This week we are introducing some unusual biblical animals that are also first names of biblical characters or have become first names in modern Hebrew. It may sound quite weird to both English speakers and Israelis that people have been named after these animals. Yet, for Hebrew speakers who have learned the Bible in Israeli schools starting from grade one through senior year in high school, these strange names are more acceptable. Of course, some animal names are very popular in Hebrew (and in other languages with their linguistically modified forms), like the name ‘Aryeh,’ a lion, that we discussed last week. The international form of a ‘Aryeh’ as a first name is ‘Leo’ and its derivatives such as Leopold, Leonard and more.
Another biblical creature that is also a biblical character’s first name is ‘sha•fan,’ which means cony (coney). There is a common confusion among Hebrew speakers (and in other languages as well) about the similar rodents: coney, hare, rabbit (and the colloquial bunny).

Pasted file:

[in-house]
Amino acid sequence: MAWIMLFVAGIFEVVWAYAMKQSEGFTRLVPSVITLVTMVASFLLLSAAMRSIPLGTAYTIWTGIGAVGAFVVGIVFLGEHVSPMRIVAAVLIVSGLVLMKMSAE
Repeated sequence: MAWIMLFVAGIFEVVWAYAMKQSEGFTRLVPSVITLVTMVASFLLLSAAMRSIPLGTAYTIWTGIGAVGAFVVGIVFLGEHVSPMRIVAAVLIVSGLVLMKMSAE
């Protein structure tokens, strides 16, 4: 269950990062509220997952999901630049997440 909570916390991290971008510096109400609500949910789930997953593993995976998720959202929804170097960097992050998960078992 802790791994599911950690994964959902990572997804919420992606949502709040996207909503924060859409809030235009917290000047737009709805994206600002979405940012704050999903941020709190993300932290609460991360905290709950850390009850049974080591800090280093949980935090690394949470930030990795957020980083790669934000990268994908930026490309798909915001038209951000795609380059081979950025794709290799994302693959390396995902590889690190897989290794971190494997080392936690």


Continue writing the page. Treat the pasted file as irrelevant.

The word, ‘shafan,’ is mentioned in the Bible as an animal only twice, but as a name it appears over 30 times. Be aware that the word ‘sha•fan’ is also the most common colloquial/slang word in Hebrew for a ‘coward.’
Here’s ‘sha•fan’ in the Bible as a rodent:
“Nevertheless these you shall not eat of those that chew the cud, or of those which divide the cloven hoof: the camel, and the hare, and the coney; for they chew the cud, but divide not the hoof; therefore they are unclean to you”
This is a section of the very detailed Jewish dietary law, named the ‘Laws of Kashroot’ (Kosher Laws).
Here’s the ‘Sha•fan’ in the Bible as a man’s name:
“And it came to pass in the eighteenth year of king Josiah, that the king sent Shaphan the son of Azaliah, the son of Meshullam, the scribe, to the house of the Lord, saying”
There is another biblical name, ‘Ach•bor’ that sounds very similar to the word mouse − ‘achbar.’ There is a particularly strange verse in the Bible that includes the names of three prominent people, all with names either identical or similar to rodents:
“And Hilkiah the priest, and Ahikam, and Achbor, and Shaphan, and Asaiah, went to Huldah the prophetess, the wife of Shallum the son of Tikvah, the son of Harhas, keeper of the wardrobe; she lived in Jerusalem in the second quarter; and they talked with her”
(Achbor − similar to mouse, Shaphan − coney, Huldah – rat).